What is the law?
The Americans with Disabilities Act of 1990 (ADA) is the civil rights guarantee for persons with disabilities in the United States. It provides protection from discrimination for individuals on the basis of disability. The ADA extends civil rights protections for people with disabilities to employment in the public and private sectors, transportation, public accommodations, services provided by state and local government, and telecommunication relay services.
What is the ADA’s definition of a “person with a disability?”
A “person with a disability” is anyone with a physical or mental impairment that substantially limits one or more major life activities, such as caring for one’s self, performing manual tasks, walking, seeing, hearing, speaking, breathing, learning, and working. In addition to those people who have visible disabilities – persons who are blind, deaf, or use a wheelchair – the definition includes people with a whole range of invisible disabilities. These include psychological problems, learning disabilities, or some chronic health impairment such as epilepsy, cancer, cardiac problems, HIV/AIDS, and more. (Documentation of the disability is required.) A person is considered to be a person with disability if he/she has a disability, has a record of a disability, or is regarded as having a disability.
How does the ADA affect institutions of higher education?
The ADA upholds and extends the standards for compliance set forth in Section 504 of the Rehabilitation Act of 1973 to employment practices, communications, and all policies, procedures and practices that impact on the treatment of students with disabilities. Employment issues for all institutions are covered under Title I. For all activities, public institutions are covered under Title II; private institutions are covered under Title III.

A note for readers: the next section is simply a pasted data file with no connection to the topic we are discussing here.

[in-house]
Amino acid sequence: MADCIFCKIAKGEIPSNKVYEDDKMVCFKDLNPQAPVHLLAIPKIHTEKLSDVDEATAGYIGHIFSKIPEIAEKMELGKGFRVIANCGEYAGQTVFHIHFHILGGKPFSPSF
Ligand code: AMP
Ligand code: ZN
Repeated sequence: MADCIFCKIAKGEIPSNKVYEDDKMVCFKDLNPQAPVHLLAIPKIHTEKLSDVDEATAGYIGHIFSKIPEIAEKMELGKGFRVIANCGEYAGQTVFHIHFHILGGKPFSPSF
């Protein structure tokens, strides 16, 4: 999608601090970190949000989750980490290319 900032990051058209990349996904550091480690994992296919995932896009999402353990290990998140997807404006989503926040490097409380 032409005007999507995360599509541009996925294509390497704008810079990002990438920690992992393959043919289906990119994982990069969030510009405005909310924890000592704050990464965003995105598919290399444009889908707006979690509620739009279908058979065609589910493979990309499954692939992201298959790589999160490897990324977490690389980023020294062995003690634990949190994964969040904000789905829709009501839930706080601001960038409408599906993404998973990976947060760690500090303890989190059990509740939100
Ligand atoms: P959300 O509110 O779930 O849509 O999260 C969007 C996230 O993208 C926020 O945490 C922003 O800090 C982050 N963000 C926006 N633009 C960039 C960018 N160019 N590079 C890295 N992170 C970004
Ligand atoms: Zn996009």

Because of the public attention given to the passage and implementation of the ADA, renewed attention is being focused on disability access to institutions of higher education. This focus includes the whole scope of the institution’s activities, including facilities, programs, and employment.
Employment issues under the ADA University and college personnel will be asked to make “reasonable accommodations” within the employment process to insure nondiscrimination on the basis of disability. Institutions should be prepared to accommodate persons with disabilities qualified to work in campus offices and departments in all aspects of employment including recruitment, application, hiring, benefits, promotion, evaluation, and termination. This includes:
- Active recruitment of qualified persons with disabilities for open positions
- Changes in qualifying examinations and interviewing questions
- Changes to training materials and training policies
- Provision of qualified readers or interpreters, as well as technology that will allow employees with disabilities to be fully functional within the employment setting
Areas of review for an ADA self-evaluation
Public institutions of higher education are responsible for having a clearly established grievance procedure for persons with disabilities who feel their rights have been violated under the ADA. Moreover, each institution is responsible for conducting a self-evaluation of its preparedness, as well as ongoing review of possible barriers in the following areas:
- There may be no exclusion on the basis of disability
- There may be no discrimination through contract
- Participation should be in the most integrated setting possible
- There may be no discrimination through eligibility criteria
- Reasonable modifications in policies, practices, and procedures must be made as necessary to avoid discrimination on the basis of disability
- Modifications must be made to allow the presence/use of service animals
- There may be no discrimination through association with a person with a disability
- Surcharges to cover the costs of accommodations may not be imposed solely on persons with disabilities
- Examinations and courses must be accessible
- There may be no discrimination because of insurance constraints
- There may be no harassment or retaliation against individuals who are accessing their rights under the law or against those who assist people with disabilities in accessing their rights
- Of particular importance in making appropriate accommodations for students with disabilities are the mandates for making modifications as needed in policies, practices, and procedures, and for assuring accessibility of examinations and courses. As required under Section 504, this includes all aspects of academic and nonacademic activities including admissions and recruitment, admission to programs, academic adjustments, housing, financial assistance, physical education and athletics, and counseling.
This information is from a brochure published by The American Council on Education.